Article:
Hildebrand has yet to comment on the case, which first became public when the SNB issued an unprompted statement Dec. 23 declaring that "rumours" of wrongdoing by its 48-year-old chief were unfounded and its rules against insider trading weren't breached.
An Swiss central bank spokeswoman, Silvia Oppliger, decline to comment Wednesday on the latest report.
The Zurich-based Weltwoche weekly said it has obtained bank statements showing that Hildebrand himself bought large amounts of U.S. dollars before selling them for profit after his central bank depressed the value of the Swiss franc.
"We have all the bank statements showing the relevant transactions, plus a verbal assurance from a bank employee confirming that it was Hildebrand personally, not his wife, who ordered the transactions," Weltwoche's Deputy Editor-in-Chief Philipp Gut told The Associated Press in a telephone interview.
Gut declined to identify the bank employee, but said he was a client adviser at Bank Sarasin. The Basel-based private bank said it has fired an IT support employee who leaked confidential information about "currency transactions by the family of the president of the Swiss National Bank."
Gut said he didn't known if the fired employee and the Weltwoche source were the same person.
According to Weltwoche, Hildebrand made several large dollar transactions between March and October last year.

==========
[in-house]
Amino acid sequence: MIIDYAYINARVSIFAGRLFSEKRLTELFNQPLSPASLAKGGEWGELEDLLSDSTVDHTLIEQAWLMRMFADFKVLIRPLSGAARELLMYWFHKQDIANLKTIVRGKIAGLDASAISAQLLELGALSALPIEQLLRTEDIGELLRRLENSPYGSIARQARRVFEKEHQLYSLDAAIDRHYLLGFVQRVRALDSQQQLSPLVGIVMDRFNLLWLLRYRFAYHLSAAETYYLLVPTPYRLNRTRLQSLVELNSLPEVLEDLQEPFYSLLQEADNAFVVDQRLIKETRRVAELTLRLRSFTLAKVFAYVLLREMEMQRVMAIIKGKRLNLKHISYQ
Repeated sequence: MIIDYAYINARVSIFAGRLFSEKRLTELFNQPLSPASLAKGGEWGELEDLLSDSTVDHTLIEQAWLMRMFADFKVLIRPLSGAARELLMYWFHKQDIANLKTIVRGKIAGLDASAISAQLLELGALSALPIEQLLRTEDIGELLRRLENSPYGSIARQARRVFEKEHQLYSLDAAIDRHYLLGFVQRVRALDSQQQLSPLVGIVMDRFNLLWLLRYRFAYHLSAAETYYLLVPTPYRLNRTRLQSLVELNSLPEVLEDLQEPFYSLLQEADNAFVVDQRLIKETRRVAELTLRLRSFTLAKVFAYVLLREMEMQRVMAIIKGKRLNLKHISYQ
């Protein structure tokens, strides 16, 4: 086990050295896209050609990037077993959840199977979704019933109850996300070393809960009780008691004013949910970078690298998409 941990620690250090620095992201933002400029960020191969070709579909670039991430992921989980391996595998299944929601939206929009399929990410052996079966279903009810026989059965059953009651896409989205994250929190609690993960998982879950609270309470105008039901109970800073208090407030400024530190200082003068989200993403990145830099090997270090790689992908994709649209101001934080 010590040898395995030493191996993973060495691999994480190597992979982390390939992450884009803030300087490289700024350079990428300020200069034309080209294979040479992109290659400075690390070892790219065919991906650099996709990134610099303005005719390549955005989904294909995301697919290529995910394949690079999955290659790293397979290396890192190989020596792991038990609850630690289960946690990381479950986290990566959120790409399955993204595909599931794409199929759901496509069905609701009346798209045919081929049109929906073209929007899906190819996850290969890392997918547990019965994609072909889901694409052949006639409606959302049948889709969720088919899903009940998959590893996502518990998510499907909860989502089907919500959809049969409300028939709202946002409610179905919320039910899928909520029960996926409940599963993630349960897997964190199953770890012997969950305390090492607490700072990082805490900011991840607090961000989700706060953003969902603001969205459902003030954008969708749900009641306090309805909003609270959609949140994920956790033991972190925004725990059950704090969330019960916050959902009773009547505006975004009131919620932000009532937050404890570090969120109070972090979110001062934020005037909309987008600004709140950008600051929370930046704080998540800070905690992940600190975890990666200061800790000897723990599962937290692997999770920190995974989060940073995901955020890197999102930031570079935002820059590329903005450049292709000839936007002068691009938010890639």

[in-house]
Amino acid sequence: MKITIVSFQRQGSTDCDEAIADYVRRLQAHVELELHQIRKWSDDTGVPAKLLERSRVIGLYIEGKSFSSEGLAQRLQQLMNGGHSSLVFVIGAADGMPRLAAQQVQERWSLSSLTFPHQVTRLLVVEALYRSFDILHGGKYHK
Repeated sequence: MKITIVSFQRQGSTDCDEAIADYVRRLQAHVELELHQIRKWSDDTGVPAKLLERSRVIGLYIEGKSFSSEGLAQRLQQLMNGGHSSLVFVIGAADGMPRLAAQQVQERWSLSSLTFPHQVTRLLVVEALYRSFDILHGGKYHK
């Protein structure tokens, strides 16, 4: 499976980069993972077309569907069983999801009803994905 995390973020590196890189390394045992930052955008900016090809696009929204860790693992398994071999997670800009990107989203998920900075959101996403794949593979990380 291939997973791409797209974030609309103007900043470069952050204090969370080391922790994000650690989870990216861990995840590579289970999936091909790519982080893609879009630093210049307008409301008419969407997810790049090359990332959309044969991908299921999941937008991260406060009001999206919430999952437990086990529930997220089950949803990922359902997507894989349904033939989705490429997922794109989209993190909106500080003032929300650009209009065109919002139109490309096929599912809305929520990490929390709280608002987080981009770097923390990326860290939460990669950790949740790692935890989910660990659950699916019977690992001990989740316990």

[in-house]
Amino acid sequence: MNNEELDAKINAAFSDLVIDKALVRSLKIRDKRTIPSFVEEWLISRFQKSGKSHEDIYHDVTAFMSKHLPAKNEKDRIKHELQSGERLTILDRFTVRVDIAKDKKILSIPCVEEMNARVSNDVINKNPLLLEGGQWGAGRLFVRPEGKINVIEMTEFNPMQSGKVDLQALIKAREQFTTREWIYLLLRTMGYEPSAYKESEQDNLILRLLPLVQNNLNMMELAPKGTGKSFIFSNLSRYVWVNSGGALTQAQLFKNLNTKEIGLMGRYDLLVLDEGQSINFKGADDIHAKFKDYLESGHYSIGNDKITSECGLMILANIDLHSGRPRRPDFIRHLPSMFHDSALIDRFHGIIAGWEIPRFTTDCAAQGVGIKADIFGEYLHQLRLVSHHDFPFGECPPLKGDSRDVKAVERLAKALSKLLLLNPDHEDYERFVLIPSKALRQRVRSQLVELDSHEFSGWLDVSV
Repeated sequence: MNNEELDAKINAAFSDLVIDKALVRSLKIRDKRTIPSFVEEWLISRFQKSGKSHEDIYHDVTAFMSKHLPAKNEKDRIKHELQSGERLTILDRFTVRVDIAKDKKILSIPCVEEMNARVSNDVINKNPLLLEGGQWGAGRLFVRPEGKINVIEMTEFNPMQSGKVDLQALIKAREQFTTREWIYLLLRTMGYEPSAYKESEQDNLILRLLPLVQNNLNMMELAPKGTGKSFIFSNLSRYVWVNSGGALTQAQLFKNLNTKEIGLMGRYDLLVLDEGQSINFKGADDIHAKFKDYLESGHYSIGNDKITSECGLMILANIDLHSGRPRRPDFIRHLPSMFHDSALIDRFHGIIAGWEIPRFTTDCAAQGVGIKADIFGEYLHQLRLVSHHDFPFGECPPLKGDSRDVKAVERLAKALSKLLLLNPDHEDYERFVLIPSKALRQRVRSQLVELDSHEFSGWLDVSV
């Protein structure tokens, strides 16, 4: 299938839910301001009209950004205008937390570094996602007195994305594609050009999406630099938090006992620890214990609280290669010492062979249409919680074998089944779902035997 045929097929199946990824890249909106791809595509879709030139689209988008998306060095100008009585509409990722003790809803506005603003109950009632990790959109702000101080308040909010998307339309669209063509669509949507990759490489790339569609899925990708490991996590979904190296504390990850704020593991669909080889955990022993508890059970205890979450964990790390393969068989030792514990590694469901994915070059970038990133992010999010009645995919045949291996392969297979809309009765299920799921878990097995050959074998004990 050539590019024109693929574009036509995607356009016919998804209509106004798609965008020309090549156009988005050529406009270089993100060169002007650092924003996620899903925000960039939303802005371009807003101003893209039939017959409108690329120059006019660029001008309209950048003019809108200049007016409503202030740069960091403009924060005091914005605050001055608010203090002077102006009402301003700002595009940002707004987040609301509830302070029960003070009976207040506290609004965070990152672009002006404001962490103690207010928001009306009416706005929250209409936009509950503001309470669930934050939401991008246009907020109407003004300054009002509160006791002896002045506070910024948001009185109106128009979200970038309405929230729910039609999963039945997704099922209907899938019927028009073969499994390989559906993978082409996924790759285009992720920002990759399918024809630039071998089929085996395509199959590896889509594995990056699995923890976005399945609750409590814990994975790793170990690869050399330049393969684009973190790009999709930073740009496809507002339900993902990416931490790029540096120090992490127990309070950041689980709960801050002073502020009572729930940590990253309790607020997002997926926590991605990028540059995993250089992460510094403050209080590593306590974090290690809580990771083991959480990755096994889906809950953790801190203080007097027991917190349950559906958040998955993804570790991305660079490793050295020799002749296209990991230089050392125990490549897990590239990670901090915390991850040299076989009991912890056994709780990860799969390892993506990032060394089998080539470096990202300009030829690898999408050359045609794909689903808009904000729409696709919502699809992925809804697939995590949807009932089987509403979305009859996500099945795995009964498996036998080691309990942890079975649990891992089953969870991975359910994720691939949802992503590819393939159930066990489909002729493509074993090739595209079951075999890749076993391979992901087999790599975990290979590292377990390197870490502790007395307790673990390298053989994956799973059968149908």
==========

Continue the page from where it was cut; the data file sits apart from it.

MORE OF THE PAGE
The magazine claims Hildebrand bought over half a million U.S. dollars in two transactions on Aug. 15, 2011, three weeks before the SNB set the minimum exchange rate of the euro at 1.20 francs. The move caused the value of the franc to instantly drop about 8 per cent against other major currencies, including the dollar.
Three weeks after the SNB set the exchange rate floor on Sept. 6, Hildebrand sold his dollar holdings for a profit of 75,000 Swiss francs ($83,000), Weltwoche reported.
"It's a classic forex speculation," said Gut. "The only option for Mr. Hildebrand is to step down."
The Swiss National Bank said last month that Hildebrand's wife Kashya, a former currency trader who now runs an art gallery in Zurich, bought an unspecified amount of U.S. dollars for herself and her daughter. The central bank declined to say whether she sold them for a profit, but declared that the bank's board concluded Dec. 22 there had been no inappropriate transactions nor any abuse of privileged information.
Weltwoche is considered close to the nationalist Swiss People's Party and its prominent billionaire backer, former Justice Minister Christoph Blocher.
Bank Sarasin said in a statement late Tuesday the fired IT support specialist passed details of the Hildebrands' account to a People's Party lawyer, who then met with Blocher.
Blocher, who has repeatedly criticized Hildebrand's management of the central bank, said through his spokesman he had no plans to comment on the Hildebrand case.